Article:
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Editorials Sorry, Ontario, but the Beer Store isn’t going anywhere

Four years ago, the Liberal government of Kathleen Wynne kept a promise to expand beer sales into Ontario grocery stores, but in doing so she signed a sweetheart deal with the devil, a.k.a. Brewer’s Retail Inc., a.k.a. the Beer Store.

The Wynne government hailed its “master framework agreement” as a breakthrough for consumers, but in fact all it did was lock them into another decade of retail servitude to a foreign-owned corporation.

The Beer Store’s monopoly on wholesale and retail beer sales is enshrined in the province’s Liquor Control Act. Its shareholders are Anheuser-Busch InBev, headquartered in Belgium, Molson Coors, headquartered in Denver, Colo., and Sapporo of Tokyo.

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Under the Wynne deal, the Beer Store saw its monopoly protected until 2025 in exchange for allowing sales of single cans and six-packs in a maximum of 450 grocery stores, at prices set by it, and only during the same operating hours as its own retail outlets. If you wanted to buy a case of 24, you still had to find a Beer Store outlet.

It was a dumb deal. What the Wynne government, or one of its predecessors of any stripe, should have done was phase out the Beer Store’s sweetheart status and move to an open market. If they had, there might be beer for sale today not only in a few hundred Ontario grocery stores, but also in convenience stores.

Which brings us to Doug Ford, Premier of Ontario. His Progressive Conservative government this week passed a bill immediately terminating the master framework agreement, putting taxpayers at great risk of paying some kind of penalty, or at the very least some big legal bills.

Mr. Ford’s stated goal for this heavy-handed deal-busting is to get beer in convenience stores by the end of the year. But in doing so, he and his government are being less than honest about how that might come about.

On Thursday, the day the bill killing the master framework agreement was passed, Vic Fedeli, Minister of Finance, announced the province “is allowing 87 more grocery stores across the province to sell wine, beer and cider, bringing the total number of grocery store authorizations to 450.”

Sharp-eyed readers will notice that the increase in “grocery store authorizations” to 450 falls under the terms of the Wynne agreement. The new sales points promised this summer appear to be the work of the previous government, even if the Ford government is taking credit for them.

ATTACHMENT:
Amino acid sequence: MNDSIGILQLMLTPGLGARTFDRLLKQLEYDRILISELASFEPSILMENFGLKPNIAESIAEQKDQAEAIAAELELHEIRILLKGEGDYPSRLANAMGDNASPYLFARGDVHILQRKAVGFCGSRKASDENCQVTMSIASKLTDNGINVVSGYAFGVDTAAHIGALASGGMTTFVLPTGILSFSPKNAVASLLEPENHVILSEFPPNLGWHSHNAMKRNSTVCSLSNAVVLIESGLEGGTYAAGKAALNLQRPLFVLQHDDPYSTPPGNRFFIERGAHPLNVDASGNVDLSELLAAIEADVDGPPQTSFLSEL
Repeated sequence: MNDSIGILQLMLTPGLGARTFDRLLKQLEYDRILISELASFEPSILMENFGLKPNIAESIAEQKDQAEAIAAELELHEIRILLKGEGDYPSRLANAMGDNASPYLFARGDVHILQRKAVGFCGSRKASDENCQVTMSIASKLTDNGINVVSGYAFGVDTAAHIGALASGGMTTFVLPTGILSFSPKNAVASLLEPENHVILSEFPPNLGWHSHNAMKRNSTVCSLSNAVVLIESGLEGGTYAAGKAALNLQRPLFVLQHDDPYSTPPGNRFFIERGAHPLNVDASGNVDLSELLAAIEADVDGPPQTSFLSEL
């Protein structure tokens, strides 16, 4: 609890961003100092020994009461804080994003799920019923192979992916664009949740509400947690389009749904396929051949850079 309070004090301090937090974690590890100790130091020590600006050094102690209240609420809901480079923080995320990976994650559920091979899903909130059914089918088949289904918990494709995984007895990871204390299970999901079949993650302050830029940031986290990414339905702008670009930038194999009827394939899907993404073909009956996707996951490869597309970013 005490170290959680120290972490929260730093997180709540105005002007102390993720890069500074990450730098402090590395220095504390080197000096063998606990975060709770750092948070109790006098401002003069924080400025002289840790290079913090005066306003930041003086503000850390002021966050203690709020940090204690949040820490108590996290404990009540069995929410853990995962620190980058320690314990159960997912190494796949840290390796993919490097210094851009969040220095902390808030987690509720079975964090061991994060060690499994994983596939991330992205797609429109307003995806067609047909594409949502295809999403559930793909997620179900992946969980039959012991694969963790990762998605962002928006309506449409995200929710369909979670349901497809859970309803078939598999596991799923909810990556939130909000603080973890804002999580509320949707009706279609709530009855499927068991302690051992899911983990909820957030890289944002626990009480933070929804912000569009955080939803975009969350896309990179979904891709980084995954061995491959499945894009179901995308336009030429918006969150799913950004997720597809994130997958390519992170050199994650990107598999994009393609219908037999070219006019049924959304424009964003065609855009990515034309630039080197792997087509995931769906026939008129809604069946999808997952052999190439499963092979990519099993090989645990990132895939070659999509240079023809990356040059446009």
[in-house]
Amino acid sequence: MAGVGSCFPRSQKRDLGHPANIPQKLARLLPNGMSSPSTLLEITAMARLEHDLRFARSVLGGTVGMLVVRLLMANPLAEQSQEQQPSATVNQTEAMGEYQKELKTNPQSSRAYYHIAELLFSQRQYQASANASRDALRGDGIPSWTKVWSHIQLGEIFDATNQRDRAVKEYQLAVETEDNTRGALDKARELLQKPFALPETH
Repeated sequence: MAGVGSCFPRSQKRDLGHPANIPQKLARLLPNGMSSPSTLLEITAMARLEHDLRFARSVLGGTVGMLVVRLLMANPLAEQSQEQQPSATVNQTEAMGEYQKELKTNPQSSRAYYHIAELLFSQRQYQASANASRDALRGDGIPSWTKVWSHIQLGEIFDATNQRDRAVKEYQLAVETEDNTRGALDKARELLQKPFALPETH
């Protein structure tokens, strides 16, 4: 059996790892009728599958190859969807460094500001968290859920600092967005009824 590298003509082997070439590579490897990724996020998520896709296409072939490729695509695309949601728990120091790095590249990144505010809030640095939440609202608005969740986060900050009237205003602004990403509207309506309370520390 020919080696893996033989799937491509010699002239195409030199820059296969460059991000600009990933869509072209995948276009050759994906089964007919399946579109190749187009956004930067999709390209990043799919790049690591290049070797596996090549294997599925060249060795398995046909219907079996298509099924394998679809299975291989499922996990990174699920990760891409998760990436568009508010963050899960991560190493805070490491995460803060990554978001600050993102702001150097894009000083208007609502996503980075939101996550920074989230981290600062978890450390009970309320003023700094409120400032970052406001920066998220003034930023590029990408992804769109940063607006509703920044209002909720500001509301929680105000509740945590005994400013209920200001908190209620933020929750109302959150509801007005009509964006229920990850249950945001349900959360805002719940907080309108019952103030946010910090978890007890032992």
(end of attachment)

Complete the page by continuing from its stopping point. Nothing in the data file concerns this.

But the Ford government killed the Wynne deal, so why does it appear to be sticking to its terms for the moment? Why not 600 grocery stores? Why not 1,000?

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The answer may be that the Ford government knows it will have to deal with the Beer Store if it wants to quickly roll out beer sales in convenience stores. The company controls wholesale beer sales in the province, and its distribution system is highly efficient. If there is to be beer in corner stores in short order, it will be difficult to pull off without the help of the company with all the trucks.

The Beer Store has been protesting vociferously against the Ford government’s early termination of the master framework agreement, but on Thursday it cautiously suggested “there is a mutually acceptable path to significantly accelerating the introduction of new retail locations for beer in Ontario while minimizing consumer beer-price increases, minimizing incremental beer industry costs, and retaining as much government tax revenue as possible.”

The Beer Store also said that this path might “avoid a protracted legal battle.” In other words, let’s talk.

It is telling that, even as Mr. Ford railed against the “three global giants who were handed a sweetheart deal," he never suggested amending the Ontario Liquor Control Act to allow in other retailers.

In short, the outcome of this entire exercise may well be to expand retail beer sales to convenience stores while largely preserving the Beer Store’s monopoly. Mr. Ford’s government may well be giving itself the opportunity to negotiate a new master framework agreement with the Beer Store.

Which means that, in a year from now, as an Ontario beer lover walks out the front door of a corner store with a case of suds, the good old Beer Store truck will likely be at the back door delivering fresh ones. Still, if the Ford government can improve the previous administration’s bad beer deal, most Ontarians will toast to that.

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